Here’s a little secret – dogs with thick hair are not always the heaviest shedders!
In fact, some breeds can have short hair but leave mounds of it on the floor (and couch).
New owners of Pugs and Beagles are usually in for a big surprise.
Double coated breeds are the #1 offender when it comes to shedding.
These dogs have two layers of coat; a soft and thick undercoat, and a more bristly outer coat (called the guard coat). It’s the undercoat that creates most of the shedding hair around your home.
Dogs that shed a LOT
This listing always surprises people (unless of course, you already own a Beagle).
When you look at their coat it appears quite short. How bad could it be?
Hint: Pretty bad.
Beagles were bred to hunt rabbits and other creatures through harsh terrain. Therefore, their coat was designed to protect them while remaining efficient. While it appears sleek, their coat has multiple layers that provides protection and warmth.
With multiple layers of hair to lose you can see why they have earned a spot on this list.
2. Basset Hound
Basset Hounds are in the same boat as Beagles. Their short yet thick coat is constantly cycling through the shedding process.
At first glace is doesn’t appear the Basset Hound has a thick coat. But appearances can be deceiving. Run your hand against the grain and you’ll find layers upon layers of fur.
For these short, yet thick coated breeds I always recommend a Rubber Curry brush. It’s simply a rubber brush with short dull stubs. You’ll brush in a circular motion and remove a shocking amount of undercoat.
3. Labrador Retriever
Labradors are wonderful companions and ready to be your best friend for life. Their enthusiasm for life have no bounds, and they’re always up for a good time.
Labs tend to vary on the shedding scale. Some owners may find they lucked out and got a dog that only needs a brush once per month and leaves minimal hair.
Unfortunately for some owners, you may have gotten a thick coated Lab and found mounds of hair stuck to every piece of furniture.
There’s no way of telling what kind of Lab you’ll end up with until they’re an adult. May the odds be ever in your favor.
4. German Shepherd
German shepherds have thick, soft coats that unsurprisingly shed extensively.
Shedding seasons hits particularly hard with shepherd breeds. During the off season you can expect moderate shedding.
Until Spring approaches that is. Then you’ll be treated to a hurricane of fur.
German Shepherds require deep brushing to remove excess undercoat. And if at all possible, have a groomer blow their coat out with a high velocity dryer. This is especially important as shedding season approaches.
This one should come to the surprise of no one. Huskies have thick coats designed to endure the coldest winters.
But upon the arrival of Spring weather your Husky will shed massive amount of excess coat.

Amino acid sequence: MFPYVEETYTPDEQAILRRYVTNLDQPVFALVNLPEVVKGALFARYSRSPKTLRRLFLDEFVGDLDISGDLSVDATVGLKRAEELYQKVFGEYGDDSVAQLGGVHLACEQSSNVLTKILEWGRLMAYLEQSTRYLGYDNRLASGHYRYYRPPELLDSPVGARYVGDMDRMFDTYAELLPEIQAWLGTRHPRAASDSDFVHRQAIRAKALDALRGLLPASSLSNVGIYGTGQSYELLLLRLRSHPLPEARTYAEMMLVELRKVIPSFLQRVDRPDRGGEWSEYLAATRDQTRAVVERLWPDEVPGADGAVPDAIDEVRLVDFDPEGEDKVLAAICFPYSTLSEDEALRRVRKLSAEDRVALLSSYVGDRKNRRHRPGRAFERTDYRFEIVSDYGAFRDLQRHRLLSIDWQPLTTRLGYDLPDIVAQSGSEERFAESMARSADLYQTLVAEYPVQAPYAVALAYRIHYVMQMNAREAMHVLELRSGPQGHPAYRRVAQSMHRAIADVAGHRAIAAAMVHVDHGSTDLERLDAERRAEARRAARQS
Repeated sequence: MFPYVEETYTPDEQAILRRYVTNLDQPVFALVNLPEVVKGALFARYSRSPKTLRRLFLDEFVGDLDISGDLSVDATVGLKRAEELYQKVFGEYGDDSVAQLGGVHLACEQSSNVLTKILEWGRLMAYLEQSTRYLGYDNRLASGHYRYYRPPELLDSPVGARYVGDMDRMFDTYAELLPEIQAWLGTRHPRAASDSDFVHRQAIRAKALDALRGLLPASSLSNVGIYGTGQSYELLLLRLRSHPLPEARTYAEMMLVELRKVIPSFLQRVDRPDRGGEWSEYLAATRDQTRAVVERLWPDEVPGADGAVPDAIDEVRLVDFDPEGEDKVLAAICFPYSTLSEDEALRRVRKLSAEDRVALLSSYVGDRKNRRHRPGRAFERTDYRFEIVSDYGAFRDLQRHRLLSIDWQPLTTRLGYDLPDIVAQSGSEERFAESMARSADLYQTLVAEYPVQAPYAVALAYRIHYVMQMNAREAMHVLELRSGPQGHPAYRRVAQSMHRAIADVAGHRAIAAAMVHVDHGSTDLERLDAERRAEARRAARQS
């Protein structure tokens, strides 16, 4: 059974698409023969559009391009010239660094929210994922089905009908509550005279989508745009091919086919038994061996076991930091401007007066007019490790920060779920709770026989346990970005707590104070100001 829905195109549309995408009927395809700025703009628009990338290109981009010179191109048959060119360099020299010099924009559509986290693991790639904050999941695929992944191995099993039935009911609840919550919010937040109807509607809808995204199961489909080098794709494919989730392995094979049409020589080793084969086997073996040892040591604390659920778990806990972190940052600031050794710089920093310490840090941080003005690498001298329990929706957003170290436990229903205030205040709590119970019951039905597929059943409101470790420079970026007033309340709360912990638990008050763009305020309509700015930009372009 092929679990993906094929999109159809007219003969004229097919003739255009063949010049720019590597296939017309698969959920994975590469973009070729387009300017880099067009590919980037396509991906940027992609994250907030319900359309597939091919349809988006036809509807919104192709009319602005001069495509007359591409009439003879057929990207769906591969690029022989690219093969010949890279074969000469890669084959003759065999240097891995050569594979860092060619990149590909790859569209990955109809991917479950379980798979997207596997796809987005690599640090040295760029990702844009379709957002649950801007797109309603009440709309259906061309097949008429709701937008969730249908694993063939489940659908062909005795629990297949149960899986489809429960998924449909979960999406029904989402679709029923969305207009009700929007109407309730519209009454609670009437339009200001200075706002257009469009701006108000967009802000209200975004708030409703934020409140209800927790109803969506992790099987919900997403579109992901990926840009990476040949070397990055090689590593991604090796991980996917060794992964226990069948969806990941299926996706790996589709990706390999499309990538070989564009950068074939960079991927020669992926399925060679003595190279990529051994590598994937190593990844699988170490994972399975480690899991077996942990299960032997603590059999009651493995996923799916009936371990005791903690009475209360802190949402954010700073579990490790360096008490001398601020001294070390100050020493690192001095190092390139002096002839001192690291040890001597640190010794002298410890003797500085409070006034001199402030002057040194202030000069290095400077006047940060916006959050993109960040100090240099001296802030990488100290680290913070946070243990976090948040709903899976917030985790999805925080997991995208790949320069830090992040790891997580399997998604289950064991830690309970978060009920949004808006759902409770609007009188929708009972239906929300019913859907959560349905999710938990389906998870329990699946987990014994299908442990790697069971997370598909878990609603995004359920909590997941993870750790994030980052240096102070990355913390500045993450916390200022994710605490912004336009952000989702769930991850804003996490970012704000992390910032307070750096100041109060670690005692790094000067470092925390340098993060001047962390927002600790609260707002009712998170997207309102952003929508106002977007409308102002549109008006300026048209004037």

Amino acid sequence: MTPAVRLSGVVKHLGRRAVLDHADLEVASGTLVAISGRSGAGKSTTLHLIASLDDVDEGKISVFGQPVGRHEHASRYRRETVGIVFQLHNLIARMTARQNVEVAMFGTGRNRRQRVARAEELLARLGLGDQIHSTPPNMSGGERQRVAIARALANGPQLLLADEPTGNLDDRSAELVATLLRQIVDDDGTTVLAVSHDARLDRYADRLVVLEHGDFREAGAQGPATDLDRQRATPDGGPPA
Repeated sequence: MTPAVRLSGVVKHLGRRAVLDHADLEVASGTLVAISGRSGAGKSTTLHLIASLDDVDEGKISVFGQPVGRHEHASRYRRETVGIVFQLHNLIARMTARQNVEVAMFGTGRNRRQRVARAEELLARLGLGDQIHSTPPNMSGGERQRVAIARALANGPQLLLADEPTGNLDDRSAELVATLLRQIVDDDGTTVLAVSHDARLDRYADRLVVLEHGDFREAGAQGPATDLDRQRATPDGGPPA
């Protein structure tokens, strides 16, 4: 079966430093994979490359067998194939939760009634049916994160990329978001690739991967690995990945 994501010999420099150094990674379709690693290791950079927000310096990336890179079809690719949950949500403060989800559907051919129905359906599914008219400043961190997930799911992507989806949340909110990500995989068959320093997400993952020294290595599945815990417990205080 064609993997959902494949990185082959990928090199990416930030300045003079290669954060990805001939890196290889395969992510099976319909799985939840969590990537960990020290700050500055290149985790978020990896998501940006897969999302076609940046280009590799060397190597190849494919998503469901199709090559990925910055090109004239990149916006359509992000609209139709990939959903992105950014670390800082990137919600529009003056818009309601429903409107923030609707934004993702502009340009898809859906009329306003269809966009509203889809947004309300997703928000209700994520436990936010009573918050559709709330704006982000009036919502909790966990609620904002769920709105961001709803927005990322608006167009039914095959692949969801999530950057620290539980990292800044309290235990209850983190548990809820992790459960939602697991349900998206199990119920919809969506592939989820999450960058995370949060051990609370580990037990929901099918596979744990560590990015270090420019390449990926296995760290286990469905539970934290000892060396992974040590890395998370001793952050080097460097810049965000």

Your home will be treated to a generous coating of hair that will reach into every corner. Vacuuming and lint rolling will become a way of life. And your very existence will be in service of the fur gods.
Just take one look at this dog and you know (deep in your soul) that this dog is going to shed a lot.
And you are so very correct.
Meet the heaviest shedder on this list.
Like the husky, Malamutes were designed for the harsh arctic environments. Their thick coat is designed to protect them from chilly winds and snow.
The Malamute coat hairs extend out much further than a husky, so you’ll really see it when they begin to shed.
Here’s another one that surprises people. Again, this coat appears to be short and tight. But appearances can (again) be deceiving.
Pugs release a shocking amount of fur for such a small creature. It’s actually impressive.
And would you believe me if I said this is one the biggest shedders on this list? Well, it’s true.
You’ll find layers upon layers of hidden undercoat hidden within the Pug’s rolls of skin just waiting to get stuck to your clothes.
8. Golden Retriever
Golden Retrievers are a lot like their Labrador cousins but with longer hair. Some shed more than others. But with longer strings of hair it is far more noticeable.
Golden coats can also vary, from thick and “wooly”, to long and silky. It all comes down to genetics.
In either case I always recommend a good slicker brush for your Golden. Slickers separate hairs to remove tangles, while also removing undercoat. A true miracle product when it comes to these coat types.
9. Bernese Mountain Dog
Take one look at this picture and you’ll just know the type of fur you’re dealing with.
Not only to Bernese have a lot of hair to lose, they’re also just very big dogs. So you have all that extra real estate as well.
Similar to the Malamute, these are big, strong animals meant for working in the cold. Their coat was designed to protect against arctic climate.
And once spring rolls around they have no need for that extra coat. You can probably guess what happens next. Good luck.
Of course this is not every single heavy shedder, just the main culprits. Here’s a few more that could just as easily make this list on a bad day.
- Great Pyranees
- Shiba Inu
- Chow Chow
- Border Collie
- Cavalier King Charles
Dogs That Shed The Least
All this loose hair sure seems like a lot of work!
Wouldn’t it be nice to get a dog that doesn’t leave tumble weeds of hair floating through your home?
There are, in fact, an assortment of dog breeds that don’t shed. However, they come with other grooming challenges. Regular brushing and haircuts are quite normal for those breeds.
A few popular non shedding dogs include:
- Labradoodle (although their shedding can vary)
- Bichon Frise
- Lhasa Apso
- Shih Tzu